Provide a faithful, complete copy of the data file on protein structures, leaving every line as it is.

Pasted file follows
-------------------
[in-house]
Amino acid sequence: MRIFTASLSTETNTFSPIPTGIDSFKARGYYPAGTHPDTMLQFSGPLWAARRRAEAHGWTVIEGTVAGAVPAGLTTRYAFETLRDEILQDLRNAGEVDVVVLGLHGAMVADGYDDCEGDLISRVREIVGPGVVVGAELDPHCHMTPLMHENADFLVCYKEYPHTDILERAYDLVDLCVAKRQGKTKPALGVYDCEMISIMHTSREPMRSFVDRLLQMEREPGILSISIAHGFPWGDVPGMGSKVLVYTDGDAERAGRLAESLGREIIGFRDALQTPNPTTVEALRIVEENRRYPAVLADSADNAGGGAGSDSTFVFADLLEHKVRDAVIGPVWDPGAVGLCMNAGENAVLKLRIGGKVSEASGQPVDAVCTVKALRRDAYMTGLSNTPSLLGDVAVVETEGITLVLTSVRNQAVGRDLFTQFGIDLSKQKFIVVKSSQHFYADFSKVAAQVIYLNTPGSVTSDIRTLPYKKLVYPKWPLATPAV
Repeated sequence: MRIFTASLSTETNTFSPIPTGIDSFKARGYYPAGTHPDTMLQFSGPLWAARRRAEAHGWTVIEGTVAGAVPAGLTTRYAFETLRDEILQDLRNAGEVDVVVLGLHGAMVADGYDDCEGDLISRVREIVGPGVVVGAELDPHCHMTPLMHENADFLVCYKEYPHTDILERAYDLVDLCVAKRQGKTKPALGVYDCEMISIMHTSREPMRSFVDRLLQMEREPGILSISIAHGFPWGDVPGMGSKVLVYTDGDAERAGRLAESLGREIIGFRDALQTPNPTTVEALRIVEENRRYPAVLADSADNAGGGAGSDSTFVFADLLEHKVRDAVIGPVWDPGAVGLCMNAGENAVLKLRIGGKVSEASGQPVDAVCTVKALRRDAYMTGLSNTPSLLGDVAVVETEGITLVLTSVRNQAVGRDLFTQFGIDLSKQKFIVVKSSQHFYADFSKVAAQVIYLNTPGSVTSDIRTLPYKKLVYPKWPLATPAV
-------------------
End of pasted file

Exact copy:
[in-house]
Amino acid sequence: MRIFTASLSTETNTFSPIPTGIDSFKARGYYPAGTHPDTMLQFSGPLWAARRRAEAHGWTVIEGTVAGAVPAGLTTRYAFETLRDEILQDLRNAGEVDVVVLGLHGAMVADGYDDCEGDLISRVREIVGPGVVVGAELDPHCHMTPLMHENADFLVCYKEYPHTDILERAYDLVDLCVAKRQGKTKPALGVYDCEMISIMHTSREPMRSFVDRLLQMEREPGILSISIAHGFPWGDVPGMGSKVLVYTDGDAERAGRLAESLGREIIGFRDALQTPNPTTVEALRIVEENRRYPAVLADSADNAGGGAGSDSTFVFADLLEHKVRDAVIGPVWDPGAVGLCMNAGENAVLKLRIGGKVSEASGQPVDAVCTVKALRRDAYMTGLSNTPSLLGDVAVVETEGITLVLTSVRNQAVGRDLFTQFGIDLSKQKFIVVKSSQHFYADFSKVAAQVIYLNTPGSVTSDIRTLPYKKLVYPKWPLATPAV
Repeated sequence: MRIFTASLSTETNTFSPIPTGIDSFKARGYYPAGTHPDTMLQFSGPLWAARRRAEAHGWTVIEGTVAGAVPAGLTTRYAFETLRDEILQDLRNAGEVDVVVLGLHGAMVADGYDDCEGDLISRVREIVGPGVVVGAELDPHCHMTPLMHENADFLVCYKEYPHTDILERAYDLVDLCVAKRQGKTKPALGVYDCEMISIMHTSREPMRSFVDRLLQMEREPGILSISIAHGFPWGDVPGMGSKVLVYTDGDAERAGRLAESLGREIIGFRDALQTPNPTTVEALRIVEENRRYPAVLADSADNAGGGAGSDSTFVFADLLEHKVRDAVIGPVWDPGAVGLCMNAGENAVLKLRIGGKVSEASGQPVDAVCTVKALRRDAYMTGLSNTPSLLGDVAVVETEGITLVLTSVRNQAVGRDLFTQFGIDLSKQKFIVVKSSQHFYADFSKVAAQVIYLNTPGSVTSDIRTLPYKKLVYPKWPLATPAV